why smaller and shorter-term loans have higher interest rates

why smaller and shorter-term loans have higher interest rates

Finance explained: why smaller and shorter-term loans have higher interest rates

The team at Smallloans.com.au work hard to keep your small cash loan and payday loan interest rates as fair and competitive as possible. Small cash loans and payday loans like the ones we offer do have higher interest rates compared to other loan products such as a mortgage or a car loan. If you’ve ever gone shopping for loans, you will see a trend – mortgages will have lower interest rates than car loans and car loans might have lower interest rates than personal loans. But why is that the case?

It all starts with the Official Bank Rate

As we explained in our blog on how the Reserve Bank sets interest rates and what that means for you, the starting point for all interest rates is the Official Bank Rate or the OBR. The OBR determines the base price of money in the market. But what we need to look at is the yield for loans. Please note we are only looking at the interest rate, not other fees and charges loans might have.

Interest rates + loan terms = yields

The yield for loans is how much money banks and lenders can make until these loans mature, or are paid off. Banks and lenders need to make sure their interest rate and loan terms are high enough to make a profit but also low enough that they remain reasonable. This is the nature of the marketplace.
Earning a profit from loans means banks can pay interest back into their customers’ bank accounts, give their shareholders’ good dividends and ensure that the economy is moved forward by lending out more money to families, businesses and individuals.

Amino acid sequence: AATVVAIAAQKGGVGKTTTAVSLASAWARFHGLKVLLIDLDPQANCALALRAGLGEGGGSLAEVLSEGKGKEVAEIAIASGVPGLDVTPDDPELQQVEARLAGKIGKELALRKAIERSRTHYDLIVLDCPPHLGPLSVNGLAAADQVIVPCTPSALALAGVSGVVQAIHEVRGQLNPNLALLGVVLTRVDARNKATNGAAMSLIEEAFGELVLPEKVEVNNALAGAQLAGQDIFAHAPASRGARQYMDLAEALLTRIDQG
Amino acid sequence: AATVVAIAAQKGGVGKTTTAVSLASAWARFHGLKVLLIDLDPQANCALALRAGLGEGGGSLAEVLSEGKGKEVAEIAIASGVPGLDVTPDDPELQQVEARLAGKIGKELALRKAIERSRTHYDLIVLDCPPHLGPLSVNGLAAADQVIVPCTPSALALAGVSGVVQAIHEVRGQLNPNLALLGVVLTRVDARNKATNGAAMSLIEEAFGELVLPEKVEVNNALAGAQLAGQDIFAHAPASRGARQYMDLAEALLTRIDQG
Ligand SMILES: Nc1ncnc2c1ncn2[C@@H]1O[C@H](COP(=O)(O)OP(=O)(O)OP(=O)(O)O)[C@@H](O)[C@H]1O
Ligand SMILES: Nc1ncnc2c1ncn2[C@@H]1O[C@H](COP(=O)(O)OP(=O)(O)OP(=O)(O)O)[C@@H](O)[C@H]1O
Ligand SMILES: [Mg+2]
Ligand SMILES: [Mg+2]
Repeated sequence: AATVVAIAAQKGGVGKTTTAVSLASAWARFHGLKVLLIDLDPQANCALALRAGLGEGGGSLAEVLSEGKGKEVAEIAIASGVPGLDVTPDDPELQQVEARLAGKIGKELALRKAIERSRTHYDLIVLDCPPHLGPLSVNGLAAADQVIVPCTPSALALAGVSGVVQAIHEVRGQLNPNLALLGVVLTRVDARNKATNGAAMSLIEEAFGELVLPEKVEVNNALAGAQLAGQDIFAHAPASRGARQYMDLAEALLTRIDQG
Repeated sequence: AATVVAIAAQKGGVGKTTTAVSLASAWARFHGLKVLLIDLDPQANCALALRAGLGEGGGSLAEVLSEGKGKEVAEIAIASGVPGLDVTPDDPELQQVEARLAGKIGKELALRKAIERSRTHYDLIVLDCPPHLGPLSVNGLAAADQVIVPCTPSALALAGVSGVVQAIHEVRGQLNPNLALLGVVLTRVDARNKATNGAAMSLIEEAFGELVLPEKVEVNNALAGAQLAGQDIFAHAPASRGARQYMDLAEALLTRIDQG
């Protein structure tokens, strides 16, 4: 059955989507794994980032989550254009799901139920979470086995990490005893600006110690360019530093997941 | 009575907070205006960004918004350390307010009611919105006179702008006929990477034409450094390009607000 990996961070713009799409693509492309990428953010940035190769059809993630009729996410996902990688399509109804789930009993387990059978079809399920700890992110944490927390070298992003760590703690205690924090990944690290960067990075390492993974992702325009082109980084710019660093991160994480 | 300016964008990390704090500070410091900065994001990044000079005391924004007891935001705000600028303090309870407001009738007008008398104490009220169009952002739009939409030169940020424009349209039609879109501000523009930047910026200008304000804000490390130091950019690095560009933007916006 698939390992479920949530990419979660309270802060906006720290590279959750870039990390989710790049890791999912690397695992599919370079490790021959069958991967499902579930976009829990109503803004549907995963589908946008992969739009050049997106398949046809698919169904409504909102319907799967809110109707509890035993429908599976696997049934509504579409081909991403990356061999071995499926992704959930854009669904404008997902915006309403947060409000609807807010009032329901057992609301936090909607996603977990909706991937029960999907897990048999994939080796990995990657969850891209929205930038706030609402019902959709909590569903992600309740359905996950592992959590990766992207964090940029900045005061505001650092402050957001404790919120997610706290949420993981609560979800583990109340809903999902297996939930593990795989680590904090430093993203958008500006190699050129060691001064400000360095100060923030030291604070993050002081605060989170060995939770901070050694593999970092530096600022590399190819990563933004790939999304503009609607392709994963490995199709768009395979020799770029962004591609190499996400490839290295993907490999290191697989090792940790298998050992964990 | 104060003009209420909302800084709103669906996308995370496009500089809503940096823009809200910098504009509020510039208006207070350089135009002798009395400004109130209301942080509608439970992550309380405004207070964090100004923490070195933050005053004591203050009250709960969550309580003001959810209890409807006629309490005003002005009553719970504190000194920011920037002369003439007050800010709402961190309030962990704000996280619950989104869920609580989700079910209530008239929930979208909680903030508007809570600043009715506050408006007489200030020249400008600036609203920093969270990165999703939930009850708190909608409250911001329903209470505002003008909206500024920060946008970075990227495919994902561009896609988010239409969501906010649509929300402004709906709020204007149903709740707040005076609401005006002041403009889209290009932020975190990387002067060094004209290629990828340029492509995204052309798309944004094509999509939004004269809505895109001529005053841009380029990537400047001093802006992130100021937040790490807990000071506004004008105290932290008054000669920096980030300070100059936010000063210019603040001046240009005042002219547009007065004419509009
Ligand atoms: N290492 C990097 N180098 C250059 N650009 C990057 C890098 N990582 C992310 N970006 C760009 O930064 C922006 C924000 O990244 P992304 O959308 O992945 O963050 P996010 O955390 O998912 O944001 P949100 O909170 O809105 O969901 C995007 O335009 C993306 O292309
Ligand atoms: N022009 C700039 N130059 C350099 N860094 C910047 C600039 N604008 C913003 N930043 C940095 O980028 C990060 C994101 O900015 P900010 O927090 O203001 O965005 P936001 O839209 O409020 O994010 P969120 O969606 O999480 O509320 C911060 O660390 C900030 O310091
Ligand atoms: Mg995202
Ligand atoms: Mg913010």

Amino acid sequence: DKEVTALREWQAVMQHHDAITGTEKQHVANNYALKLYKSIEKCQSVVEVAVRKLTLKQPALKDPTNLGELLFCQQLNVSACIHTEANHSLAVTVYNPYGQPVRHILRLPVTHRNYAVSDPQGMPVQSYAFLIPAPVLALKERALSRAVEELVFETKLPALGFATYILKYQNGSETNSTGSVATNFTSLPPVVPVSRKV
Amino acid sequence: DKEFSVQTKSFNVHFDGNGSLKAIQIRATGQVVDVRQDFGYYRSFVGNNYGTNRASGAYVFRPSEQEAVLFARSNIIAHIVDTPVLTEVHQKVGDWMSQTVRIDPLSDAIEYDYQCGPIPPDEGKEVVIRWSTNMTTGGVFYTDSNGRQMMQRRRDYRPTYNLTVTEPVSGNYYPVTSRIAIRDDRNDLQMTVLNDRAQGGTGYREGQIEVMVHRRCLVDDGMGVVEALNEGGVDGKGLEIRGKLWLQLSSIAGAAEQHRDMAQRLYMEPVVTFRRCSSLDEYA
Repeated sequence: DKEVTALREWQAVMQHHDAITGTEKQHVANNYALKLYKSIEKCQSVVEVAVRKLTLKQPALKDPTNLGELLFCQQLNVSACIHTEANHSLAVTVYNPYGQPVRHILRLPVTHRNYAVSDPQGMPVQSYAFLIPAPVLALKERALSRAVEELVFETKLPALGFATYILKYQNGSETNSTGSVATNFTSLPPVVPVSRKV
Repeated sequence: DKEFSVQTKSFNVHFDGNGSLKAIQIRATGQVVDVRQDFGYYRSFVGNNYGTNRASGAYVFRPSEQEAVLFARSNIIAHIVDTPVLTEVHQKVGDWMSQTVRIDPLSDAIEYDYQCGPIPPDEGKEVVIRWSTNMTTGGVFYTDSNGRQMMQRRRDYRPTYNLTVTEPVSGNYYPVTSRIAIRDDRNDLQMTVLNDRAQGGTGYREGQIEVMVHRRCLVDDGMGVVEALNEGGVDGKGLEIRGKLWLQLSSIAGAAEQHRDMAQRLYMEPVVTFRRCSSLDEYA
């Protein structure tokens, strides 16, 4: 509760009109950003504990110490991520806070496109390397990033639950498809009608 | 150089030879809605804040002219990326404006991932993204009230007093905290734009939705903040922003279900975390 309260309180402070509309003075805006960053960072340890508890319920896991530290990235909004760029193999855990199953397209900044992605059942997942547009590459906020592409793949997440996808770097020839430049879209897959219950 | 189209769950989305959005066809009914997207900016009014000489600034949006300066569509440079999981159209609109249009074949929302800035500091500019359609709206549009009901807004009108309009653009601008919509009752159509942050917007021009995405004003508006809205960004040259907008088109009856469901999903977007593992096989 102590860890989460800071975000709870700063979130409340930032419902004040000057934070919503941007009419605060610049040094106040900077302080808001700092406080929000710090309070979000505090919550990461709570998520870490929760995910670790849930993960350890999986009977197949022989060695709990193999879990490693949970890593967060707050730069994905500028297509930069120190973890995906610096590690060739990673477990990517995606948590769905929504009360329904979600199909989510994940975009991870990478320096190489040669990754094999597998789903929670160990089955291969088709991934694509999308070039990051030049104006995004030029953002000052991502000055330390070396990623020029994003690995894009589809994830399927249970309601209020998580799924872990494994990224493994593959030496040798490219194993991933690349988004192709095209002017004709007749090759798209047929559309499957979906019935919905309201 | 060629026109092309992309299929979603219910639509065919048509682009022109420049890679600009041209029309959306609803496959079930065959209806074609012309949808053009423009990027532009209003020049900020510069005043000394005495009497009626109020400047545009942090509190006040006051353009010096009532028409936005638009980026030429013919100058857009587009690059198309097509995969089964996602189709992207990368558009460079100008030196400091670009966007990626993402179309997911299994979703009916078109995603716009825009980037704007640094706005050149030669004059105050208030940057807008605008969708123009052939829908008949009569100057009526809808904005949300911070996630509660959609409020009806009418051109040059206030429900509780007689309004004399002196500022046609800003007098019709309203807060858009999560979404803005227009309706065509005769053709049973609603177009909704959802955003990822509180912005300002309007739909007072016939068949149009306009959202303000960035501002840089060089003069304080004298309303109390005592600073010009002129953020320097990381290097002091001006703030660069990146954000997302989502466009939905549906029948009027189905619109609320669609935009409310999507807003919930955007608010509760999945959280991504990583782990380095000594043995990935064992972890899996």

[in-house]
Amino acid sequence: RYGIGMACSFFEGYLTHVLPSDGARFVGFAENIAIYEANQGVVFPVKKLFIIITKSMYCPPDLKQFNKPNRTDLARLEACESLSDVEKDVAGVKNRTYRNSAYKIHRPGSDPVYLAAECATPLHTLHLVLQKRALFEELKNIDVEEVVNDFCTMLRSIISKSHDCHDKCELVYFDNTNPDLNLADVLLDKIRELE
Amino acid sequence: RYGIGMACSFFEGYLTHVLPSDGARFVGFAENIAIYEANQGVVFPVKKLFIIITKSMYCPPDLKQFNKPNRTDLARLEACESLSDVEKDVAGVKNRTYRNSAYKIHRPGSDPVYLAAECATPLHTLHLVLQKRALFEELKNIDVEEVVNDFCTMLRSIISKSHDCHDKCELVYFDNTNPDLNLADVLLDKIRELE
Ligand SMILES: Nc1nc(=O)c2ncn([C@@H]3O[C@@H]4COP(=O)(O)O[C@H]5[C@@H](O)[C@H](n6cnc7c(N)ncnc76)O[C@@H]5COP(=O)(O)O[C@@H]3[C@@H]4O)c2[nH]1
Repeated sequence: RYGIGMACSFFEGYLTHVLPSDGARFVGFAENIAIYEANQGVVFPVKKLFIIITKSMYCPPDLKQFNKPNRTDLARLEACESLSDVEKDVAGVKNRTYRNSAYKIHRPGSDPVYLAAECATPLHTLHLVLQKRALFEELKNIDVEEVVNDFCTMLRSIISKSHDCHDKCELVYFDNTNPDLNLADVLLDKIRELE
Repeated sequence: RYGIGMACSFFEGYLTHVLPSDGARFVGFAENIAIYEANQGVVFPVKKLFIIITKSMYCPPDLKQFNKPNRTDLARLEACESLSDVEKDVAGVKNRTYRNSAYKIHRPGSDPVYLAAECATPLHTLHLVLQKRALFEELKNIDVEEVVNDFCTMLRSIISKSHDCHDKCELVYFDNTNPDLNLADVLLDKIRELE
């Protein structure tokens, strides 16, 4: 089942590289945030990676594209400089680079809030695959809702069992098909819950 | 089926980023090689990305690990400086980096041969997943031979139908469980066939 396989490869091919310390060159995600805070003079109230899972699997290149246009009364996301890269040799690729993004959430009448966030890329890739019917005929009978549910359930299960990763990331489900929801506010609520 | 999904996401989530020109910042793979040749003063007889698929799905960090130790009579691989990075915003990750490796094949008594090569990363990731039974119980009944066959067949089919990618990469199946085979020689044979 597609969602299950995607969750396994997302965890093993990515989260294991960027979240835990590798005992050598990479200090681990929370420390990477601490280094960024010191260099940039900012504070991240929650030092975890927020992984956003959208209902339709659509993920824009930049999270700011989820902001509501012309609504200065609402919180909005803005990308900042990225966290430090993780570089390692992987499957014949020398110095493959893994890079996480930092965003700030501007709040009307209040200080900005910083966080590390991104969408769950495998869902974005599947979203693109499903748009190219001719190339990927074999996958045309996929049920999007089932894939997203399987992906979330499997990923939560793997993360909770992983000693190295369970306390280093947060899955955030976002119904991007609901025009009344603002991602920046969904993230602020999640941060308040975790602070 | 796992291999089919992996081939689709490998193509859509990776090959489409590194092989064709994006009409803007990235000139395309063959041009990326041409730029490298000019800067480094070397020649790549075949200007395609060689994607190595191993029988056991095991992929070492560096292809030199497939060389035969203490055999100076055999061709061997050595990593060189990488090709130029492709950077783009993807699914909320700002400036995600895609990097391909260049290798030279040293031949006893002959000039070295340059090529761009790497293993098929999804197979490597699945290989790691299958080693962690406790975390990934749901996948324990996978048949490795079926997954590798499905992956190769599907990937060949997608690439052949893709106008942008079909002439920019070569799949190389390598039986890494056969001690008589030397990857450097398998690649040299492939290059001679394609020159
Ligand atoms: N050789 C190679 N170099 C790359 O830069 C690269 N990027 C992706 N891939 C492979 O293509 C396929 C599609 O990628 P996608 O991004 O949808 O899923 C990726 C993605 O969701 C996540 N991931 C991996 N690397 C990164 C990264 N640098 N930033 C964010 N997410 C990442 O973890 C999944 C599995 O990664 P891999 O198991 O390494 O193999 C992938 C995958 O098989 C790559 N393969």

An interest rate scenario

Imagine if every loan had the same interest rate. Lending out $1000 at 5% annual interest only makes a profit of $50 per year. It’s very likely someone will pay back that amount in less than a whole year! A lender would either need a lot of starting capital or a lot of customers to break even. Lending $100,000 at 5% per annum over 25 years nets the bank a healthy profit. The banks use this profit to lend out to other people who might need it.

The risk factor

Of course, in a perfect marketplace everyone would have the same interest rate. But there is a factor of risk involved for banks and lenders. If you’ve had an unfortunate past with credit and have unpaid defaults or other blemishes on your credit history, lenders and banks see you as a higher risk. When they work out all the formulas and yields, it’s something they have to factor in. Just like when people have car accidents and have to pay more. These loans work on a very similar principle. The bank may lose out on a transaction if they’re not paid back on time or at all. If it’s an unsecured loan, the lender may lose the lot.

“Collateral” and securities make a difference too

We’ve explored unsecured loans in our blog on small unsecured loans. A loan without a security means there’s nothing tying the loan to an object of value. If someone simply skips out on their loan and never pays it back, the lender has to take a hit. They can’t take back thin air! This makes it worse off for every honest customer, because lenders will have to raise interest rates to recoup the costs. Loans with securities have lower interest rates because it’s tied to something.

Very long loans means more risk too

Loans with very long terms such as 50 or 60 years also may have high interest rates because there’s a lot of risk involved in these types of transactions. Who knows what will happen 5 years from now, let alone 50 years from now!